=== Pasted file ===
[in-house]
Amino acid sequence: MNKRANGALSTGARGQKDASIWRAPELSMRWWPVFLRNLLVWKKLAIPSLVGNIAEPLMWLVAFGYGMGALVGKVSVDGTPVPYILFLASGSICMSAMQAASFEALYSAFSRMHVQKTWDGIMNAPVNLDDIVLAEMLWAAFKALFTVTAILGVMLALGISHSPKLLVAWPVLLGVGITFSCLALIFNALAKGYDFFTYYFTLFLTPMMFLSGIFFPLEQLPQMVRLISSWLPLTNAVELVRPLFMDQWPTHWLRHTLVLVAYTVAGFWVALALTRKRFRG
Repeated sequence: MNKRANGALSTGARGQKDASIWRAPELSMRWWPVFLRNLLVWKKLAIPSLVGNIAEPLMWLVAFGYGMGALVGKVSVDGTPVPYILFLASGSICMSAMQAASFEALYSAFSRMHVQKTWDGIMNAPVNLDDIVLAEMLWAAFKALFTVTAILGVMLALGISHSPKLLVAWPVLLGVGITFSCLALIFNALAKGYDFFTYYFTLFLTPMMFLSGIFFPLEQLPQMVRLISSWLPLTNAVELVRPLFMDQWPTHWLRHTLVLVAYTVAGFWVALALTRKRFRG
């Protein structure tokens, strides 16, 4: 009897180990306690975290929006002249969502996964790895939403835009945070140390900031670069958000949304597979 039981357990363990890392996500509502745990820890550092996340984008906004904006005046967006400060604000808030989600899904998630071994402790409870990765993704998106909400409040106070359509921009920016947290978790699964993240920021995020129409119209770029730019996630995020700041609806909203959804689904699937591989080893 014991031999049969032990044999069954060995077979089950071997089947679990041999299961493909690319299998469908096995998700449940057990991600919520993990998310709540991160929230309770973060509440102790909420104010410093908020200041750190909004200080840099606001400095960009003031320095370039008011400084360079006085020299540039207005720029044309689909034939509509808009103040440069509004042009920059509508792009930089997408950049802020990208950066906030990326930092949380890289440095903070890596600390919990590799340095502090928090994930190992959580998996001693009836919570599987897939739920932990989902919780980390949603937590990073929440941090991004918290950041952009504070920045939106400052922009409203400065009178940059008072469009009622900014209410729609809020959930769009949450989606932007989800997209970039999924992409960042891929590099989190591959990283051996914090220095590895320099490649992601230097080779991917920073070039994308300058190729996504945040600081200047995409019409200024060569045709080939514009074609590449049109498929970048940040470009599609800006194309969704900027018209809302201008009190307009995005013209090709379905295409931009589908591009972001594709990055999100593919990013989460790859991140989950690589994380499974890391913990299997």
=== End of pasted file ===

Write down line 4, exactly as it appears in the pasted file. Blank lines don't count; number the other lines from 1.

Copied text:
């Protein structure tokens, strides 16, 4: 009897180990306690975290929006002249969502996964790895939403835009945070140390900031670069958000949304597979 039981357990363990890392996500509502745990820890550092996340984008906004904006005046967006400060604000808030989600899904998630071994402790409870990765993704998106909400409040106070359509921009920016947290978790699964993240920021995020129409119209770029730019996630995020700041609806909203959804689904699937591989080893 014991031999049969032990044999069954060995077979089950071997089947679990041999299961493909690319299998469908096995998700449940057990991600919520993990998310709540991160929230309770973060509440102790909420104010410093908020200041750190909004200080840099606001400095960009003031320095370039008011400084360079006085020299540039207005720029044309689909034939509509808009103040440069509004042009920059509508792009930089997408950049802020990208950066906030990326930092949380890289440095903070890596600390919990590799340095502090928090994930190992959580998996001693009836919570599987897939739920932990989902919780980390949603937590990073929440941090991004918290950041952009504070920045939106400052922009409203400065009178940059008072469009009622900014209410729609809020959930769009949450989606932007989800997209970039999924992409960042891929590099989190591959990283051996914090220095590895320099490649992601230097080779991917920073070039994308300058190729996504945040600081200047995409019409200024060569045709080939514009074609590449049109498929970048940040470009599609800006194309969704900027018209809302201008009190307009995005013209090709379905295409931009589908591009972001594709990055999100593919990013989460790859991140989950690589994380499974890391913990299997």